Saturday afternoon we participated in a Fieldwork showing organized by Portland-based artists Katherine Longstreth, (The Field/ Portland Site Coordinator), and Jen Mitas (Fieldwork facilitator.) The showing took place at Performance Works NW, a church-turned-studio space run by Linda Austin, which hosts an Artist in Residence program. Several Portland-based artists, including Catherine Egan, Allie Hankins, and Michael Galen, showed their work. We shared a segment of our evening-length work, Holon!, which will premiere this July at the Capital Fringe Festival in Washington, DC.

Following the showing we went out for drinks and snacks with the Fieldwork participants, getting to know each other and sharing about our respective communities.

Sunday, April 15:
We spent Sunday morning exploring the West Hills of Portland and the natural beauty of the Pacific Northwest.

Sunday evening, we returned to N.E.W. for the Artists in Residence Fieldwork showing. We watched works in progress by the four artists and participated in the feedback session, with about 30 minutes of feedback for each artist. Katherine Longstreth led the session and Suba Ganesan also attended.

Joint showing with Field/PDX and Field/DC artists (L-R) Celine Bouley, Catherine Egan, Allie Hankins, Rachael Dichter, Katherine Longstreth, Claire Alrich, Jen Mitas, Michael Galen (Photo by Sarah Greenbaum)
Monday, April 16: Monday morning we gathered at Jen Mitas’ home along with Katherine Longstreth to discuss the Fieldwork Facilitators Guide, with an eye towards shifting the guide to make Fieldwork more equitable and accessible to all. Prior to the meeting, Jen met with Suba Ganesan; Jen brought Suba’s insight to the meeting as well. We met for three hours and had a fruitful conversation, but recognize that there is much more work to do.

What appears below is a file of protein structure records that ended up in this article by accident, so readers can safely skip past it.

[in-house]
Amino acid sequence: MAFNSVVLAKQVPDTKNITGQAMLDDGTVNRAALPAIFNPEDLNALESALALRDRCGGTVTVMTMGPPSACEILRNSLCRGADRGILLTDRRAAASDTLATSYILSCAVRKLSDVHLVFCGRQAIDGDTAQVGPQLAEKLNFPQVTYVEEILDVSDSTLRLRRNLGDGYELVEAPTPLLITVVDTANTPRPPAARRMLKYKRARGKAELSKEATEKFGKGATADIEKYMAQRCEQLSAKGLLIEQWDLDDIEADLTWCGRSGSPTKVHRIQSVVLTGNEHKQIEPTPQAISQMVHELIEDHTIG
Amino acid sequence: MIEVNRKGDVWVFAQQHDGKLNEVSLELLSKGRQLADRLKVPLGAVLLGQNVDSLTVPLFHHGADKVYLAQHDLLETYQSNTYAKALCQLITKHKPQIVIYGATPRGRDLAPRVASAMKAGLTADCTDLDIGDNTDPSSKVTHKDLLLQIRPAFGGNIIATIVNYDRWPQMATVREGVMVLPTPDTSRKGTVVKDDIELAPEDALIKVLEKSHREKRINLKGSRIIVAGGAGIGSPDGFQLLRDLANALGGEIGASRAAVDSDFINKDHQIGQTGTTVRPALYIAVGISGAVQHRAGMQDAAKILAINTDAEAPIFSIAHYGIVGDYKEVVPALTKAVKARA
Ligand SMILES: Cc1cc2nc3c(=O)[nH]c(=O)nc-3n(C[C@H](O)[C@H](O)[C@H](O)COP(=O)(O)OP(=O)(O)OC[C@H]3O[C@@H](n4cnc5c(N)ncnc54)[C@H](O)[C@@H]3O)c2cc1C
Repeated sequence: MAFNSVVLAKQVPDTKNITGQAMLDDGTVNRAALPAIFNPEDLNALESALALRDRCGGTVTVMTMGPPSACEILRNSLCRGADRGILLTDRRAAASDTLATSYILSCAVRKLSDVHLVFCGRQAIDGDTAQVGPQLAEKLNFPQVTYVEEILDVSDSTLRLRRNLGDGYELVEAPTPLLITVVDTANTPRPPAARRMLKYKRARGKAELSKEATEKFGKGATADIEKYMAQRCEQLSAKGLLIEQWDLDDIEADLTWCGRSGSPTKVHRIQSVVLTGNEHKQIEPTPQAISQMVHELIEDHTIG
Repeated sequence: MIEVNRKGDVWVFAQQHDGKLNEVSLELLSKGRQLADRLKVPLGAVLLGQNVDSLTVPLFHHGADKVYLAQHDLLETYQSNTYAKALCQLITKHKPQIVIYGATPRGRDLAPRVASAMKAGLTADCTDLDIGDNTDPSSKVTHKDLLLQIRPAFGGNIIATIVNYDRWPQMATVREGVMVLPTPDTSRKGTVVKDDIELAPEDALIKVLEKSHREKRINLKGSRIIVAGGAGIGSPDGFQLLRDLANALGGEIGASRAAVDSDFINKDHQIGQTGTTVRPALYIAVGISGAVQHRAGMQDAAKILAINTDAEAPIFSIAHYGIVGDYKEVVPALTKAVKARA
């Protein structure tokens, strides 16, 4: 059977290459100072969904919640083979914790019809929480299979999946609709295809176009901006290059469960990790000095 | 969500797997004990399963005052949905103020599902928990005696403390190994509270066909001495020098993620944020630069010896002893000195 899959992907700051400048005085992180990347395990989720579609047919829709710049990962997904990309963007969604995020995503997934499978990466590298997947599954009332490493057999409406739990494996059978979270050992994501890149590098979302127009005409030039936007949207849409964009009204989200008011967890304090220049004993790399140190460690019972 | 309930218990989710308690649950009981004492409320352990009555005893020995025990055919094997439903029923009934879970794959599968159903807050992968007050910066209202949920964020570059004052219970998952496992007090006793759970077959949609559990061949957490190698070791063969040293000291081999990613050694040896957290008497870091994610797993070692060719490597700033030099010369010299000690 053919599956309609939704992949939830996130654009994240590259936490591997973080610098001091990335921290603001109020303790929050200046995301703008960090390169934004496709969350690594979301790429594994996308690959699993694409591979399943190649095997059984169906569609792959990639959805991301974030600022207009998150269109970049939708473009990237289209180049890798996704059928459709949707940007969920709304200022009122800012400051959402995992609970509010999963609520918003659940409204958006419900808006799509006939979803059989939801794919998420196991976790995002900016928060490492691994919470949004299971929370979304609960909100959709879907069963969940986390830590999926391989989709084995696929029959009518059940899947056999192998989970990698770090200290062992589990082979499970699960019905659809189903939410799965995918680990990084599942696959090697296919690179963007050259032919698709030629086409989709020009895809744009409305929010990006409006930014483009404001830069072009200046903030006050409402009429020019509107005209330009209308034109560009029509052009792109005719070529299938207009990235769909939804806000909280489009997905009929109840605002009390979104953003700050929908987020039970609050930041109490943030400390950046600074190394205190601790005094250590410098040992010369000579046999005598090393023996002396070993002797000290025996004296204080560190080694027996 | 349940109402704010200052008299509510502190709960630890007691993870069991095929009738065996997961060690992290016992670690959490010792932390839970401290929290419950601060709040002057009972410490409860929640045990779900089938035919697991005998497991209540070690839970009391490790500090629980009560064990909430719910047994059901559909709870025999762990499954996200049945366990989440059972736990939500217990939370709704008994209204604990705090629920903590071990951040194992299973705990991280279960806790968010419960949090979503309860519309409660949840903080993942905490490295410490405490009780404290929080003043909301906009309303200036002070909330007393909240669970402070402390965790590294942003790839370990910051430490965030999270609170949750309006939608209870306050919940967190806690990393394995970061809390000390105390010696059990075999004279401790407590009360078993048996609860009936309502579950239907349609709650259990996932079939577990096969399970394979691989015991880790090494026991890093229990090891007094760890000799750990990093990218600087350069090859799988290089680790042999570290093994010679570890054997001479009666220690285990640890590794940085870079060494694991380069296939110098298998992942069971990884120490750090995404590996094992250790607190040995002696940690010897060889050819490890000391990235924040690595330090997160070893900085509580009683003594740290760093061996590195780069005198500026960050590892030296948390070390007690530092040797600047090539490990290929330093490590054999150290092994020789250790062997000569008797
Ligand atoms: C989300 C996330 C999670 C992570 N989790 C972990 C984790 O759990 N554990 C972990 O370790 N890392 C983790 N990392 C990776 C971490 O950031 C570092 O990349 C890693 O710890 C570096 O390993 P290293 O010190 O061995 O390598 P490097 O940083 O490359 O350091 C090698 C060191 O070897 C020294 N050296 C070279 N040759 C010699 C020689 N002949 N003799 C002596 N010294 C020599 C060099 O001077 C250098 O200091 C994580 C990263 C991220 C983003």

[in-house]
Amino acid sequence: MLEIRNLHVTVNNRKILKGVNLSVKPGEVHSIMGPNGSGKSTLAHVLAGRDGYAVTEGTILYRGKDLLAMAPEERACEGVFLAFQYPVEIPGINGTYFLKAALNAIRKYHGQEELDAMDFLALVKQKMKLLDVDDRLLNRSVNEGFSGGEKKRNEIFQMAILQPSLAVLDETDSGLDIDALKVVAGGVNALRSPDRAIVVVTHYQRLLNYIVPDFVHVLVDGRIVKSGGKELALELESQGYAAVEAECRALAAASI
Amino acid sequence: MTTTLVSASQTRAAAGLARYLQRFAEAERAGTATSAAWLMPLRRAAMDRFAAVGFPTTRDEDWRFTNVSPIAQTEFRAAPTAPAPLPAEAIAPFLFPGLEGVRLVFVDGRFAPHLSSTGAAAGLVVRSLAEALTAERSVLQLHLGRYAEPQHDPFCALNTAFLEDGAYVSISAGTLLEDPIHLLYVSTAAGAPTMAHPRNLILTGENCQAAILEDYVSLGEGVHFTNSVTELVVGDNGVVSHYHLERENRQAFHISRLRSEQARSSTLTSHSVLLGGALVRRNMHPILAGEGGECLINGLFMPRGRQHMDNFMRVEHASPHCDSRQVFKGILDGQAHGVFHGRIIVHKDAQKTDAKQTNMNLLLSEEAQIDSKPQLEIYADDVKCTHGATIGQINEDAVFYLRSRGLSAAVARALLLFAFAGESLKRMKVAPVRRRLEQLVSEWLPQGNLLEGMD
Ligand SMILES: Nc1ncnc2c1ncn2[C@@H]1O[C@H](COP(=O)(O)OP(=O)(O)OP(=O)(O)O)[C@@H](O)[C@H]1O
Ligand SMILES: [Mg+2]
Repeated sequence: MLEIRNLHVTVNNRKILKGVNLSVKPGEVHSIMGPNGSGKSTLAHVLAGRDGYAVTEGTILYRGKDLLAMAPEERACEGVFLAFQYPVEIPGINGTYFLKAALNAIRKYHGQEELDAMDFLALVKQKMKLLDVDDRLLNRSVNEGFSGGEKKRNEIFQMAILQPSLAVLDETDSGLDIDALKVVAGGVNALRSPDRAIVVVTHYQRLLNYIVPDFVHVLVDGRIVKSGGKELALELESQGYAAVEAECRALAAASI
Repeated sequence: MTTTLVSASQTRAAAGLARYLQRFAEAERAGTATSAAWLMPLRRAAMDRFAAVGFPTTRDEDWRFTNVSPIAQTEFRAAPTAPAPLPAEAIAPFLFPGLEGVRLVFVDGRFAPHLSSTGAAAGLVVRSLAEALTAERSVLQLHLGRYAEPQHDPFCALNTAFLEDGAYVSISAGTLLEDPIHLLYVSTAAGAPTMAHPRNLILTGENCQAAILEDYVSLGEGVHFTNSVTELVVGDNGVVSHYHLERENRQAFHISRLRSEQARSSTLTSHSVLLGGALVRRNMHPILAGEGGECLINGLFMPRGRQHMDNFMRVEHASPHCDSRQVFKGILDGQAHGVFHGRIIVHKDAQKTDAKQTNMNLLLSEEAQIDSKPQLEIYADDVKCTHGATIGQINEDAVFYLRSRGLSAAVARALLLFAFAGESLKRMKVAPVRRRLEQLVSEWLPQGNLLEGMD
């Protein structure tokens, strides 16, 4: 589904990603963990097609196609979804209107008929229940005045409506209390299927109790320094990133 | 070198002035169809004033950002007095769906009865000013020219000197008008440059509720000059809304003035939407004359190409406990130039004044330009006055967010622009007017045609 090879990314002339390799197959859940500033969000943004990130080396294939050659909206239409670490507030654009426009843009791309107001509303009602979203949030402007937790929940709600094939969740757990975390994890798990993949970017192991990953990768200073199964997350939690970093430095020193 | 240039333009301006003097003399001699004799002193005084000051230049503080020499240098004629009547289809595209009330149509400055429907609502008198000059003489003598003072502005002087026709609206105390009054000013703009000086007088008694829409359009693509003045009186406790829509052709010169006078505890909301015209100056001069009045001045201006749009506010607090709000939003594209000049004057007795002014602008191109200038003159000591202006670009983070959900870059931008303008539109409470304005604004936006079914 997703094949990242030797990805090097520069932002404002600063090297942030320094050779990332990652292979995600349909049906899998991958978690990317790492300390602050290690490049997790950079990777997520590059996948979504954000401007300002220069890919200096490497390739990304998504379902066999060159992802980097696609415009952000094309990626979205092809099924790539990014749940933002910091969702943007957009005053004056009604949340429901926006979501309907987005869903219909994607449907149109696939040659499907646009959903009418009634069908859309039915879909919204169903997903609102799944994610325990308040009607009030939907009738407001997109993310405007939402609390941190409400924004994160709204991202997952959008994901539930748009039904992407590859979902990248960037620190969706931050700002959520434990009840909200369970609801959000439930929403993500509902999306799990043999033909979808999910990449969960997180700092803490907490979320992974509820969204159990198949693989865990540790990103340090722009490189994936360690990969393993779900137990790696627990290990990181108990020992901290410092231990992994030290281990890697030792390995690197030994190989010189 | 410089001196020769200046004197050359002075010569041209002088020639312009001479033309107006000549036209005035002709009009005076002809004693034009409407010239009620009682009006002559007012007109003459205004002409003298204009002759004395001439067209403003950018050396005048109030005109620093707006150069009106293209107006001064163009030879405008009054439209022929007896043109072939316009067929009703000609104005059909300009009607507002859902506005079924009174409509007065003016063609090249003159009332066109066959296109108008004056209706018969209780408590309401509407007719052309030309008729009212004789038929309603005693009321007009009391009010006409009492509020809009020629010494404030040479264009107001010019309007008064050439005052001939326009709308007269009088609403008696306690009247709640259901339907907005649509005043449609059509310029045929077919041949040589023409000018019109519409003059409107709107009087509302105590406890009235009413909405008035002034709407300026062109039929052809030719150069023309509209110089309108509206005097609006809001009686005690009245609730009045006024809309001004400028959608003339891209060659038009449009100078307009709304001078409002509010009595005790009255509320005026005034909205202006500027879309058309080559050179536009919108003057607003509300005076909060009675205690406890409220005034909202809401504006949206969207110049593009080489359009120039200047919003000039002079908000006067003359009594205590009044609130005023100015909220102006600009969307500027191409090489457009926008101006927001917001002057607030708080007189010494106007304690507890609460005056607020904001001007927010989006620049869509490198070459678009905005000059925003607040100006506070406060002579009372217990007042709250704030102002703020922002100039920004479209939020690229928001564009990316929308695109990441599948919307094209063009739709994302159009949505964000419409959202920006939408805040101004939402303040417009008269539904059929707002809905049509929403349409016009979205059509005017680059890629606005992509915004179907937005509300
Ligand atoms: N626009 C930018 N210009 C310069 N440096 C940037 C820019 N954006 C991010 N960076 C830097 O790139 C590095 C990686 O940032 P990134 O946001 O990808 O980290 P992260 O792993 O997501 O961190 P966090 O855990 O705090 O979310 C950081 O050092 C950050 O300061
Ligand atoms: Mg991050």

From there we went to Portland Institute for Contemporary Art (PICA) to meet with Erin Boberg Doughton (Artistic Director and Curator of Performance), Roya Amirsoleymani (Artistic Director and Curator of Public Engagement) and Van Pham (Development Associate). We discussed PICA’s structure, its position in a changing neighborhood and its Creative Exchange Lab, a three-week, interdisciplinary, research-based residency that takes place on site at PICA and at nearby artist retreat Caldera Arts.

We also attended the Creative Exchange Lab’s open showing at PICA, where artists shared samples of their work with the Portland community.

Takeaways & Actions

This residency provided us with ample time to learn, discuss, question, reflect and connect. The following points reflect recurring themes that surfaced during our time in Portland – important conversations that we continue to reflect on.
  • Bringing together diverse groups of people in flexible spaces 
  • Working from a scarcity vs. abundance lens as a means for creating more equitable sharing of resources 
  • How artists shift - and shift with - the changing landscape of a city 
  • The importance of holding space for process, without expectation of a product 
  • The impossibility of a “blank slate” and the need to acknowledge background/assumptions when viewing art and giving feedback.

To learn more about future Network Touring Exchanges or how to bring Fieldwork to your city, visit The Field Network at thefield.org.

No comments: